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Volume 21 No. 26
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Precourt takes thoughtful approach in remaking Crew

Columbus Crew SC is a team of many firsts. A charter member of MLS, its home stadium was the first soccer-specific venue built for one of the league’s teams. It was the first major league franchise to operate in Columbus, and it was the first team to bring a pro championship home to the city.

So when Anthony Precourt, an established managing partner at an energy-focused private equity and investment management firm, set his sights on acquiring a piece of the team more than two years ago, it seemed fitting that the first match he attended in Columbus also became of note.

Columbus Crew SC owner Anthony Precourt oversaw the team’s rebranding.
Photo by: DOUG BUCHANAN
The scoreboard caught on fire before the game, delaying the start after firefighters were called to extinguish the blaze.

“We’ve always had some fun talking about it,” Precourt said, recalling that game in April 2013.

Despite the ominous introduction, Precourt was steadfast in his belief that engaging with Columbus would be a well-suited match. In July 2013, his Precourt Sports Ventures acquired 100 percent of the club from its original owners, the Hunt family, for a reported $68 million.

“My conviction grew with the research I had done and the conversations I had with the Hunts,” he said. “Ultimately, we felt that full ownership would allow us to get the right people in place and set up the right processes to have the vision and strategy to succeed. It became clear we had an opportunity to really take control, and we jumped at it.”

What’s followed has been a run of activity that’s served to transform the franchise. Among the moves:

Signing naming-rights deals for the team’s stadium and its training complex.

Bringing on a new food and beverage provider for the stadium.

Investing in facility upgrades.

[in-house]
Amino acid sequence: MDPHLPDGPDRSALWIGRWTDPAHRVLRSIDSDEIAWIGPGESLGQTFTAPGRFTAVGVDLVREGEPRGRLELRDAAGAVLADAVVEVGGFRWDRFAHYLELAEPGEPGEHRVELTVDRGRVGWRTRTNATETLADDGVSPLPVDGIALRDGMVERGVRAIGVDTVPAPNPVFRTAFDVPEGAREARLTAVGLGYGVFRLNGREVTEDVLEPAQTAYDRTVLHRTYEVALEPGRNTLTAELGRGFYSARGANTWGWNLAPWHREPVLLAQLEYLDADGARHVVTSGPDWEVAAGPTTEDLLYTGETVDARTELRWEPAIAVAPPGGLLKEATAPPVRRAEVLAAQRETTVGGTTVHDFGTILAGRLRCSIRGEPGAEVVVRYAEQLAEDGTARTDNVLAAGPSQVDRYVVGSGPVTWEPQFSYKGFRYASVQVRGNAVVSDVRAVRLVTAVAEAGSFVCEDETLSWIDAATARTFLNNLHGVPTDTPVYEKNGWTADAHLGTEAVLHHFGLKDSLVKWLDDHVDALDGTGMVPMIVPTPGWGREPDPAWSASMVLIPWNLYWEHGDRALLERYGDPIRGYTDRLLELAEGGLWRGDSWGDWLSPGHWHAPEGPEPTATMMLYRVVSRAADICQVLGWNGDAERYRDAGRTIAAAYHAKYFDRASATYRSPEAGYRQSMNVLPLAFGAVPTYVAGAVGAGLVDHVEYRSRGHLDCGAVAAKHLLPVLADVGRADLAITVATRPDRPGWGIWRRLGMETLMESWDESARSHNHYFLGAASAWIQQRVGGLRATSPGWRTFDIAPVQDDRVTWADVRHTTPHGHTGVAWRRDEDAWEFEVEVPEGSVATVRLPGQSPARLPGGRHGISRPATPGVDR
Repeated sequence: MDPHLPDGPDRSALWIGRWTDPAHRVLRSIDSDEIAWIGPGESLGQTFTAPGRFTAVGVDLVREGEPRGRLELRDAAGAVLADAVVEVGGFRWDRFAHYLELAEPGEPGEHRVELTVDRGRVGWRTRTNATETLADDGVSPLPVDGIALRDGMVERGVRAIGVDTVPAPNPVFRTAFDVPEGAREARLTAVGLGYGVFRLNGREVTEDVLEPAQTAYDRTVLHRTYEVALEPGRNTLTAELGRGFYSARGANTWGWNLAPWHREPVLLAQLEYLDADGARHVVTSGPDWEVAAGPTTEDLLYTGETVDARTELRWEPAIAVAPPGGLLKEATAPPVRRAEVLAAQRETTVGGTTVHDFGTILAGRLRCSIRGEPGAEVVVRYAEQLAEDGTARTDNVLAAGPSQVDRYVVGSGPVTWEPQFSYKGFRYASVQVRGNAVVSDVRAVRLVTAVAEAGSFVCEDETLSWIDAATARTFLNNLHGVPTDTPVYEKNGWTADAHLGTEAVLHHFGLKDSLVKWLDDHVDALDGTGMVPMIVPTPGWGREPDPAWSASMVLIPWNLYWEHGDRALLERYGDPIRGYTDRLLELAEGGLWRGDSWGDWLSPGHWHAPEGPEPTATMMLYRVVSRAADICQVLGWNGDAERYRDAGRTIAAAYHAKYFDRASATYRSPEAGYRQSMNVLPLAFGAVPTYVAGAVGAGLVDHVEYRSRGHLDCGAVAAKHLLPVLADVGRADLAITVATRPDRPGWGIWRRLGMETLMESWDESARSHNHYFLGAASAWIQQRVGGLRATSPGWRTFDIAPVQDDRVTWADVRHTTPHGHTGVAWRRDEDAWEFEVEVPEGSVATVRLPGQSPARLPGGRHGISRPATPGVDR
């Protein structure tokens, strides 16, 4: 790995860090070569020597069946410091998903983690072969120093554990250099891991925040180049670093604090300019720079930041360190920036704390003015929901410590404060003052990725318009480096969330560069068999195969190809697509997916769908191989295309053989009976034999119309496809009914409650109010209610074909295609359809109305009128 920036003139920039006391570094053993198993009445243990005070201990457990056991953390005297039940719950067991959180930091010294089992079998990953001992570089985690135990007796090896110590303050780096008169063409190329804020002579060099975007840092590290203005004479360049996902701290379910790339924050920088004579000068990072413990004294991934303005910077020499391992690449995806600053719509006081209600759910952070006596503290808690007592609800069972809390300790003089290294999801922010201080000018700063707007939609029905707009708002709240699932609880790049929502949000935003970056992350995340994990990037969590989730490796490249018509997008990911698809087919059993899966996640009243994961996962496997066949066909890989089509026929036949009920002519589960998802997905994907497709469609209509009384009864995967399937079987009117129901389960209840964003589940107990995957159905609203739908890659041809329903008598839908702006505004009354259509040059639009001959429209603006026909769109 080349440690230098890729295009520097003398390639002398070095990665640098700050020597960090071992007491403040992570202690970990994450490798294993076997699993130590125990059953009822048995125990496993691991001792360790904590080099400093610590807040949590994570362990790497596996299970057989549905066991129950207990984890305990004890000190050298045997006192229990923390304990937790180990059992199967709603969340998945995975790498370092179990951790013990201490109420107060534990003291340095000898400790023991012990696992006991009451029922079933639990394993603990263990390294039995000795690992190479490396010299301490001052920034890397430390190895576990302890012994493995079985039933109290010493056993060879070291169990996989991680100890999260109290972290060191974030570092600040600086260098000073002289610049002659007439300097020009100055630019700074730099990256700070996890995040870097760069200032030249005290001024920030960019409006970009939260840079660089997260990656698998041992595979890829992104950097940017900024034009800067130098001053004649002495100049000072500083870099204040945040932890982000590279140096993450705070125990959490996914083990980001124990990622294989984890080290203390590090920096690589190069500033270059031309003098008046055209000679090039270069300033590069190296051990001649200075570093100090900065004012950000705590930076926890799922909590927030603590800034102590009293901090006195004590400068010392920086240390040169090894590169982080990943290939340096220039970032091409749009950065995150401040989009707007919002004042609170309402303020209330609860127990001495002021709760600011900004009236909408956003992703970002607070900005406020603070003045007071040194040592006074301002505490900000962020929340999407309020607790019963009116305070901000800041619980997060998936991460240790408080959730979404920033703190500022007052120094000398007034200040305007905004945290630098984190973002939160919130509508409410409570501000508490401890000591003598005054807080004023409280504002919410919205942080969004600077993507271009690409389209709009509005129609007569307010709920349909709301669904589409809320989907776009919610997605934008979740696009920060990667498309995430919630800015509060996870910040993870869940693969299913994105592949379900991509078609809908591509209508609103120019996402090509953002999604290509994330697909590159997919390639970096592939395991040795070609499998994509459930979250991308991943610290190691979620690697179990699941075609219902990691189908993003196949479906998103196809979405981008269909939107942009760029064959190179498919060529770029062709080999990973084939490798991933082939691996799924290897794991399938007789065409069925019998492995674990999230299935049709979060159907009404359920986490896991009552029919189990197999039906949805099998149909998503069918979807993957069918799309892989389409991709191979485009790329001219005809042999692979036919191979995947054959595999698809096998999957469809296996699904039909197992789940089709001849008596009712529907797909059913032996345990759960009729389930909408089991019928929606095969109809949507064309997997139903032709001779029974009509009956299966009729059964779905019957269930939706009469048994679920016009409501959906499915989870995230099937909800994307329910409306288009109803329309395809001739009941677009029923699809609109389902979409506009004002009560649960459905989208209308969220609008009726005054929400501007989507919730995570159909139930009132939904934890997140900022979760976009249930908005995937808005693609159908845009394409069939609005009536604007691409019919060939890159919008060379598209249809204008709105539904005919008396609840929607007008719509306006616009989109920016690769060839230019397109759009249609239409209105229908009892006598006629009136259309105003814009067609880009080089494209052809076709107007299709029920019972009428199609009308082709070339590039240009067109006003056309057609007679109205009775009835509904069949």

A wholesale rebrand of the club’s identity.

“Thoughtful and thorough,” Precourt said, in describing his approach. To that end, rather than force quick changes after taking ownership midseason in 2013, Precourt observed for the first few months and researched potential hires who would share his vision for the club.

ANTHONY PRECOURT


TEAM: Columbus Crew SC
TITLE: Investor/operator, chairman
EDUCATION: Bachelor’s degree, political science, Pepperdine University; MBA, Dartmouth College
FAMILY: Married, three children
Precourt had formed PSV in 2012, looking to link his passion for sports and investment. It was an offshoot of his energy-focused firm, Precourt Capital Management.

He also had recruited sports executive and former Chicago Fire President Dave Greeley to join him at PSV. Introduced in 2012 by a mutual business associate who knew of Precourt’s sports ambitions, Greeley agreed to assist Precourt in the acquisition and was hired as president of PSV.

“Anthony would be best described as an ‘owner-slash-operator,’ with a big emphasis on operator,” Greeley said. “But even so, it was his approach that the organization would focus on measuring two or three times before cutting once, and that we’d stand by every decision.”

Another key early piece in Precourt’s puzzle was Gregg Berhalter, the former MLS player turned coach who had been working for a Swedish club. Precourt desired a soccer mind that could improve the team’s on-field direction, which had slipped since the club won an MLS Cup title in 2008. Impressed by Berhalter’s data-driven approach in assessing players and contracts, Precourt put him in control of scouting, player management and coaching — tasks that previously were delegated to three individuals. Berhalter was hired as head coach and sporting director in November 2013.

“The first few times we met, the thing that really struck me about [Precourt] was his thoughtfulness and his belief in where we could take the club,” Berhalter said. “He’s willing to take time to make the right decisions for long-term success as well as stand by them throughout. It’s that confidence that makes any challenge motivating, not daunting.”

Things stood pat longer on the business side, as processes were analyzed further, but Precourt made a major hire in August 2104. He brought on Andy Loughnane, who previously worked in sponsorship sales positions for Palace Sports and Entertainment and the Columbus Blue Jackets, as president of business operations.

“Anthony’s vision has always been that good business would lead to good soccer, and good soccer would lead to good business,” Loughnane said.

With Loughnane running the day-to-day business operations of the club, and Berhalter handling the player side, Precourt and Greeley are able to provide guidance and long-term direction. Those clearly defined roles also have fostered the collaborative environment Precourt wanted to create, something he cribbed from his years in finance. For example, Berhalter is a fixture at the club’s weekly business leadership meetings, where conversation is often more about ticket strategy than soccer formations.